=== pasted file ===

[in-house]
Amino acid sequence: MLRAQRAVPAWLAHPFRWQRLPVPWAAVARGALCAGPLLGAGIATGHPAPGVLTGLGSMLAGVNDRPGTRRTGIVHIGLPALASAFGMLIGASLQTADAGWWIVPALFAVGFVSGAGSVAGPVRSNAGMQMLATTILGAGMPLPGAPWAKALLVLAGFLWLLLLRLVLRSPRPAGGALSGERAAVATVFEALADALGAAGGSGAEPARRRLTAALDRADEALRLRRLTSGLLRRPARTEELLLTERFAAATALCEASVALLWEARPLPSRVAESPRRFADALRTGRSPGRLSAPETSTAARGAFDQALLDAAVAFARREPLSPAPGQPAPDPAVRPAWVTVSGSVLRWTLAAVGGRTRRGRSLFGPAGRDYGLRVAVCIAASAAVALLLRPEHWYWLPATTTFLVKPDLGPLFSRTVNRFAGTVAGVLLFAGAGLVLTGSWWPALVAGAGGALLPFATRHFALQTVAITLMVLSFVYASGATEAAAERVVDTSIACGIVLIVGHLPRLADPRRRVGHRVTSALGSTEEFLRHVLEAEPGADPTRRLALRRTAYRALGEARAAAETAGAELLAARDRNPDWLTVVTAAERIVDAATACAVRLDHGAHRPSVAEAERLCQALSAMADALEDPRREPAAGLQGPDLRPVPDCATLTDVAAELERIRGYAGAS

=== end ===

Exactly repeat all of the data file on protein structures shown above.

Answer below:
[in-house]
Amino acid sequence: MLRAQRAVPAWLAHPFRWQRLPVPWAAVARGALCAGPLLGAGIATGHPAPGVLTGLGSMLAGVNDRPGTRRTGIVHIGLPALASAFGMLIGASLQTADAGWWIVPALFAVGFVSGAGSVAGPVRSNAGMQMLATTILGAGMPLPGAPWAKALLVLAGFLWLLLLRLVLRSPRPAGGALSGERAAVATVFEALADALGAAGGSGAEPARRRLTAALDRADEALRLRRLTSGLLRRPARTEELLLTERFAAATALCEASVALLWEARPLPSRVAESPRRFADALRTGRSPGRLSAPETSTAARGAFDQALLDAAVAFARREPLSPAPGQPAPDPAVRPAWVTVSGSVLRWTLAAVGGRTRRGRSLFGPAGRDYGLRVAVCIAASAAVALLLRPEHWYWLPATTTFLVKPDLGPLFSRTVNRFAGTVAGVLLFAGAGLVLTGSWWPALVAGAGGALLPFATRHFALQTVAITLMVLSFVYASGATEAAAERVVDTSIACGIVLIVGHLPRLADPRRRVGHRVTSALGSTEEFLRHVLEAEPGADPTRRLALRRTAYRALGEARAAAETAGAELLAARDRNPDWLTVVTAAERIVDAATACAVRLDHGAHRPSVAEAERLCQALSAMADALEDPRREPAAGLQGPDLRPVPDCATLTDVAAELERIRGYAGAS